7. It could be both? Like Gone Home is a game based around discovering a story through exploration, which is the same as the Meow Wolf House, so maybe there's a gaming element there. You have a goal to work towards (discovering the story and solving a mystery) and a set of loose weave rules about getting there (looking at objects and reading the available narrative). But at the same time, like other people have said, the medium separates them a bit. Gone Home is a game in that it is intended to be a video game and it uses the mechanics and environments of one, where the MWH is more like an interactive art experience. So maybe they're both a bit of art and a bit of a game at the same time.

  8. I think the problem with saying the people who rush through the house as playing wrong. All possible forms of play is intended play. In same way any way you can interact with a video games is an intended form of play. For example you can gather all pick up able items in Gone Home and throw them on one floor in a room. It's doable therefore intended even if it's not expected. Rushing through to the portal section of the house is an intended form of play with the house. Yet finding the story would enrich it. Same as optional readable parts of Gone Home. It's a game, in a sense. It's an interactive art installation as well. Definitions are tricky lol.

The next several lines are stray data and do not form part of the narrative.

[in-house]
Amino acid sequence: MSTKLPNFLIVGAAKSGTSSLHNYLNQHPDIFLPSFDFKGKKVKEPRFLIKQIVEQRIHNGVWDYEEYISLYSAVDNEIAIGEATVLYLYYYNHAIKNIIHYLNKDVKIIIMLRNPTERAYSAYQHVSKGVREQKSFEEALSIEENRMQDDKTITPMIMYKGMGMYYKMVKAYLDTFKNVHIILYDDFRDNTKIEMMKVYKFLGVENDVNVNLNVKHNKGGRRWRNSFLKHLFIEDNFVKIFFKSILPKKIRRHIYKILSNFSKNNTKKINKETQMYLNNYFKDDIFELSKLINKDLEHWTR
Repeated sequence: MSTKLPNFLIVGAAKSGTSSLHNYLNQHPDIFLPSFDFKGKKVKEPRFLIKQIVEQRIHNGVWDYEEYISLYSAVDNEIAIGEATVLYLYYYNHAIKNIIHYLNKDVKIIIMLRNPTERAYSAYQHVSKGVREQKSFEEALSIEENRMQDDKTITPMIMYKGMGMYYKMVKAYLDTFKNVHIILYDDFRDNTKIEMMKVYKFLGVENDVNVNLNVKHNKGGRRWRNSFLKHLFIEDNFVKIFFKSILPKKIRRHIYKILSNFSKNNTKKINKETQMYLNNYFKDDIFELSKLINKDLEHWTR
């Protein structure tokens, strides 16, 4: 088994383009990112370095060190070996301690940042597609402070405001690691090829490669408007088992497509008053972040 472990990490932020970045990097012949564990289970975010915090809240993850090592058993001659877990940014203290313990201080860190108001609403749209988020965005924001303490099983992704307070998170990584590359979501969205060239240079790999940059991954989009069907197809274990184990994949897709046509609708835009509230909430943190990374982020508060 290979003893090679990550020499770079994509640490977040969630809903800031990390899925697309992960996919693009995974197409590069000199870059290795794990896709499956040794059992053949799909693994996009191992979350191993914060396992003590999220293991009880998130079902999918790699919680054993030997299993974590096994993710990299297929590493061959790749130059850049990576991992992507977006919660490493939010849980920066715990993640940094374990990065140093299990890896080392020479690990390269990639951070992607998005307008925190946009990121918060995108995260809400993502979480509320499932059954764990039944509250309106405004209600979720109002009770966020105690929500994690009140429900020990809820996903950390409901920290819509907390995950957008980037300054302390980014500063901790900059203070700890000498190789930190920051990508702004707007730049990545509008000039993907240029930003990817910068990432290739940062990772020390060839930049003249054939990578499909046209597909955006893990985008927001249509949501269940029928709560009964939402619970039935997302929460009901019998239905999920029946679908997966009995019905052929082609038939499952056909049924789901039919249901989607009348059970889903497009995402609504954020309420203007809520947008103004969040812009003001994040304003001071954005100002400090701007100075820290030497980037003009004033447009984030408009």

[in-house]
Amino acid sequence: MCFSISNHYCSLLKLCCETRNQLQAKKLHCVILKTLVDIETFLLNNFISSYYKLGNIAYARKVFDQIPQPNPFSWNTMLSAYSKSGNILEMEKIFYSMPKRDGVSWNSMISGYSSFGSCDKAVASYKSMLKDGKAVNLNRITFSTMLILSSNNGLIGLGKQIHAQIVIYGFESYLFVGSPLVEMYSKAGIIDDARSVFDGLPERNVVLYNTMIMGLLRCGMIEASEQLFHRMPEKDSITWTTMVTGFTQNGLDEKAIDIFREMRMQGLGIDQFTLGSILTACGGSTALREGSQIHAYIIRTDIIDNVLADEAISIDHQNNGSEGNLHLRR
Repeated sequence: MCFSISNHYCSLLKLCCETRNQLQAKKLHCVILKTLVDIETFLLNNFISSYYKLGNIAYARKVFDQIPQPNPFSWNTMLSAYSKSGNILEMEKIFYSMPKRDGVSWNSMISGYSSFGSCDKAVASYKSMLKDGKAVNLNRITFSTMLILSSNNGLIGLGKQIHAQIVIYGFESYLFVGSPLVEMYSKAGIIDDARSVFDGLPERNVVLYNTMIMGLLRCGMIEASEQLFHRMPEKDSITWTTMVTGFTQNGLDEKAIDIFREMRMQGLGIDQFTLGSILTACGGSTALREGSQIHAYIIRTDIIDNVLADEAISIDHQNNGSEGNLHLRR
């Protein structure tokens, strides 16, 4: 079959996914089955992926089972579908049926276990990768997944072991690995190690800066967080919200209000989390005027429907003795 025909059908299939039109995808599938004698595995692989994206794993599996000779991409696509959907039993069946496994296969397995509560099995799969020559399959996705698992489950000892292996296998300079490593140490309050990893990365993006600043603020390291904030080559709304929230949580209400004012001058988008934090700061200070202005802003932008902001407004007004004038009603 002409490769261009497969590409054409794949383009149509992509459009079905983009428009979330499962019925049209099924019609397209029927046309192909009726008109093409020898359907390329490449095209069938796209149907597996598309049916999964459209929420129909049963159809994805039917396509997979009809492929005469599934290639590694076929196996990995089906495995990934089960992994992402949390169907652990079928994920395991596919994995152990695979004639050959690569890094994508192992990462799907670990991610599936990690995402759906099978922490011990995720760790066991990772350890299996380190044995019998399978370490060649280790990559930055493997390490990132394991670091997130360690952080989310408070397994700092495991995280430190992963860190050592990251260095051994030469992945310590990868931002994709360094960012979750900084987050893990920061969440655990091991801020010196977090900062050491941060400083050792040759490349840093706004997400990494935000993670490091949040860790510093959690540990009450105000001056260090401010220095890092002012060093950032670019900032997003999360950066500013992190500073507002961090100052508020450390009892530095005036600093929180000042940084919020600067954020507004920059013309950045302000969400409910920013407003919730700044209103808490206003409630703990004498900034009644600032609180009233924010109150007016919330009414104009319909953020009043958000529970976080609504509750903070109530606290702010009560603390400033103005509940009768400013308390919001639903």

9. You know, it is kinda funny, because I wouldn't hesitate to call Meow Wolf’s House of Eternal Return a game. Or, specifically, the environmental story part a game. An optional game, as you said, and part of a large art exhibition, but a game nonetheless. I do call a good mystery book (like any Agatha Christie book) a game, though, so that might colors my opinion. I do consider pretty all puzzles games as well, and see you don't seem to yourself was actually very confusing to me.

    That all said, I came to the confusion that this question is not actually relevant to defining video-games, as contradictory as it seems. I think the term have come to mean more than "games on video". For example, take Visual Novels, there is a subgenre called "Kinetic Novels" that removes all iteration the player have, making them pretty much just illustrated books with sound. I would find hard to call them "games", but I do call them 'video games'. It is easier to describe them as such, I feel. In that sense, I don't think there is much of well defined definition of the term, but I do feel it is not strictly tied to the word "game" anymore.